If you have diabetes, your body does not make enough insulin, or the insulin it does make is less effective (insulin resistance). At diagnosis, the pancreas is already 50 per cent less able to produce insulin. The insulin it does make can no longer keep glucagon (a hormone that triggers the liver to make and release glucose) in balance. This means more glucose is released into the blood stream. As well, fewer hormones help regulate glucose in the gut. Muscle and fat cells resist the action of insulin as it works to take glucose into the cells for energy and storage. All of these changes make blood sugar rise.
Medication used for type 2 diabetes targets these changes. If you are taking medication for the first time, metformin is the most likely one to be prescribed. It is the first choice of oral drug recommended to treat and prevent diabetes in the 2013 Canadian Diabetes Association guidelines. Along with lifestyle changes, it is usually prescribed at diagnosis. When the A1C at diagnosis is greater than 8.5 per cent, metformin may be combined with another drug such as insulin. Other medications below are listed based on drug class, and not in any order of preference.
Biguanide – Known as metformin, this is usually the first drug your doctor will recommend. It slows down the release of sugar from the liver and reduces insulin resistance. Metformin will not cause hypoglycemia (low blood sugar). It is taken with food, and started at a low dose (such as 500 mg once a day), then gradually increased. Slowly raising the dose means side effects of nausea, vomiting and diarrhea are less likely to occur, or will disappear over a two week period. The dose is increased every two weeks until the morning blood sugar is less than 7.0 mmol/L. Metformin takes two weeks to work. It primarily affects the fasting blood glucose reading. The maximum dose is 2500 mg per day. Using it for a long time may lower your vitamin B12 levels. If you are scheduled to have an x-ray involving dyes, or for surgery, stop taking Metformin 24 hours before the procedure.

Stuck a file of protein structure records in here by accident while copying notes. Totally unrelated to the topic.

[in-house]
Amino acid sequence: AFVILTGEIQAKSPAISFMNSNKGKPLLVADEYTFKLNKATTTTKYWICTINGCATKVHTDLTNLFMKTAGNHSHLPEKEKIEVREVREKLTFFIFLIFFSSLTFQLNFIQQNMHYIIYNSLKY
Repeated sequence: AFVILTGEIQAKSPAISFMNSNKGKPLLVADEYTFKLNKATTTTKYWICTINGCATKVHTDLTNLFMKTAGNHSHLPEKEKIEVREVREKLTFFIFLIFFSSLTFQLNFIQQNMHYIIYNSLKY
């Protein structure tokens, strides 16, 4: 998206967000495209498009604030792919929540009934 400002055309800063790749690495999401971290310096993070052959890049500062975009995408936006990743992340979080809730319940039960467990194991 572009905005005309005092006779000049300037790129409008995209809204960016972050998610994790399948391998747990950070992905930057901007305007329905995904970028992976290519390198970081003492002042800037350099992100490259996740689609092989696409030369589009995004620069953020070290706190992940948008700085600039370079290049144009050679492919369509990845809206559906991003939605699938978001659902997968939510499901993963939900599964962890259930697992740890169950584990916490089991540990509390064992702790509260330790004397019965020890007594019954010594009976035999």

Sulfonylureas – Glyburide, gliclazide (Diamicron™) and glimepiride (Amaryl™) make the beta cells in the pancreas release more insulin. They can cause hypoglycemia (blood sugar of less than 4.0 mmol/L). The symptoms include dizziness, drowsiness, sweating, blurred vision, headache, and shaking. To reduce the risk, eat regularly spaced meals and plan for activity. Since the effect of gliclazide and glimepiride is glucose-dependent (related to what your actual blood glucose is), they are less likely to result in hypoglycemia. If it does occur, treat with 15 gm of fast acting carbohydrate such as four dextrose tablets or half a cup of juice. Wait 15 minutes and check blood sugar again. Weight gain is another possible side effect.
Meglitinides – Repaglinide (Gluconorm™) and nateglinide (Starlix™) also encourage the pancreas to release more insulin. They are fast and short-acting, and cause less hypoglycemia than the sulfonylureas. They may cause weight gain. Only take meglitinides just before eating a meal. They allow greater flexibility in meal planning, and are good for irregular eaters.
Alpha-glucosidase inhibitor acarbose (Glucobay™) – This medication slows the rate at which carbohydrates are absorbed, allowing available insulin to work better. Take it along with the first bite of the meal. Starting with a low dose and slowly increasing it will reduce the side effects of gas and intestinal bloating. While it does not cause hypoglycemia by itself, if you take another a drug that does, the hypoglycemia must only be treated with dextrose.
Thiazolidinediones (TZDs) rosiglitazone (Avandia™) and pioglitazone (Actos™) – These medications lower insulin resistance, allowing insulin to take glucose into the muscle and fat cells. While TZDs do not cause hypoglycemia, they can result in fluid retention and weight gain. It may take four to 12 weeks for blood glucose lowering to be evident. If you use insulin or have a heart condition, you should not take TZDs. These medications are rarely prescribed, as studies link them to an increased risk of cardiovascular events and fractures.